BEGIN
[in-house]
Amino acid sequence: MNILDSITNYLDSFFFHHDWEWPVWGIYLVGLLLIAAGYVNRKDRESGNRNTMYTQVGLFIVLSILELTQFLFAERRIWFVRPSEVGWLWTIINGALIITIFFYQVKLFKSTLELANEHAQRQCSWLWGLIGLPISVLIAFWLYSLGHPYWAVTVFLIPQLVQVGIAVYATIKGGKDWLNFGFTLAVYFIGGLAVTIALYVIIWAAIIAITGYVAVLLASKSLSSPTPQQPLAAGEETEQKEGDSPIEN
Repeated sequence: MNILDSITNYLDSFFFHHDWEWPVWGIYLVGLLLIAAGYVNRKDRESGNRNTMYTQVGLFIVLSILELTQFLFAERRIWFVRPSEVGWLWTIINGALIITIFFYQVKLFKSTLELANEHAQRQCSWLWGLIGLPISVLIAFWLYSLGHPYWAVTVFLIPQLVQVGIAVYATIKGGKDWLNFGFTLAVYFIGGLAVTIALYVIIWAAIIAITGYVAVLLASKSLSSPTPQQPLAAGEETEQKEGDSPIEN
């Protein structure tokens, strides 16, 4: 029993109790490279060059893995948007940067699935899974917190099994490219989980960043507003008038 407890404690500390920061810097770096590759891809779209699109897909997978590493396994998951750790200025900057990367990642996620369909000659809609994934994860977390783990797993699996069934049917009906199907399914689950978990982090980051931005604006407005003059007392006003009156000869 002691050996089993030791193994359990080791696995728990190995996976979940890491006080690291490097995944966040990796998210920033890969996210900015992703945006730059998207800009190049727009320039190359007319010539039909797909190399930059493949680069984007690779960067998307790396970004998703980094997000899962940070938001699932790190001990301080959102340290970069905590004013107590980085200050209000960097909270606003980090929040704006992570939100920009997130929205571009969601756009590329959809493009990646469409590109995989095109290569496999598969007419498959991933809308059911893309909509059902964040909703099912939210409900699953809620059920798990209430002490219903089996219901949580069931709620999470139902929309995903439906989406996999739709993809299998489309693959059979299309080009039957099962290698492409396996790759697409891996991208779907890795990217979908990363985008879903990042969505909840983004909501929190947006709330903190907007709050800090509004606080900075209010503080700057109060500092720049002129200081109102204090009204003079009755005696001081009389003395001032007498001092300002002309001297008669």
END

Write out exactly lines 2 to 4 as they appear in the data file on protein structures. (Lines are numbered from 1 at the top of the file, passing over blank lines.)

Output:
Amino acid sequence: MNILDSITNYLDSFFFHHDWEWPVWGIYLVGLLLIAAGYVNRKDRESGNRNTMYTQVGLFIVLSILELTQFLFAERRIWFVRPSEVGWLWTIINGALIITIFFYQVKLFKSTLELANEHAQRQCSWLWGLIGLPISVLIAFWLYSLGHPYWAVTVFLIPQLVQVGIAVYATIKGGKDWLNFGFTLAVYFIGGLAVTIALYVIIWAAIIAITGYVAVLLASKSLSSPTPQQPLAAGEETEQKEGDSPIEN
Repeated sequence: MNILDSITNYLDSFFFHHDWEWPVWGIYLVGLLLIAAGYVNRKDRESGNRNTMYTQVGLFIVLSILELTQFLFAERRIWFVRPSEVGWLWTIINGALIITIFFYQVKLFKSTLELANEHAQRQCSWLWGLIGLPISVLIAFWLYSLGHPYWAVTVFLIPQLVQVGIAVYATIKGGKDWLNFGFTLAVYFIGGLAVTIALYVIIWAAIIAITGYVAVLLASKSLSSPTPQQPLAAGEETEQKEGDSPIEN
């Protein structure tokens, strides 16, 4: 029993109790490279060059893995948007940067699935899974917190099994490219989980960043507003008038 407890404690500390920061810097770096590759891809779209699109897909997978590493396994998951750790200025900057990367990642996620369909000659809609994934994860977390783990797993699996069934049917009906199907399914689950978990982090980051931005604006407005003059007392006003009156000869 002691050996089993030791193994359990080791696995728990190995996976979940890491006080690291490097995944966040990796998210920033890969996210900015992703945006730059998207800009190049727009320039190359007319010539039909797909190399930059493949680069984007690779960067998307790396970004998703980094997000899962940070938001699932790190001990301080959102340290970069905590004013107590980085200050209000960097909270606003980090929040704006992570939100920009997130929205571009969601756009590329959809493009990646469409590109995989095109290569496999598969007419498959991933809308059911893309909509059902964040909703099912939210409900699953809620059920798990209430002490219903089996219901949580069931709620999470139902929309995903439906989406996999739709993809299998489309693959059979299309080009039957099962290698492409396996790759697409891996991208779907890795990217979908990363985008879903990042969505909840983004909501929190947006709330903190907007709050800090509004606080900075209010503080700057109060500092720049002129200081109102204090009204003079009755005696001081009389003395001032007498001092300002002309001297008669």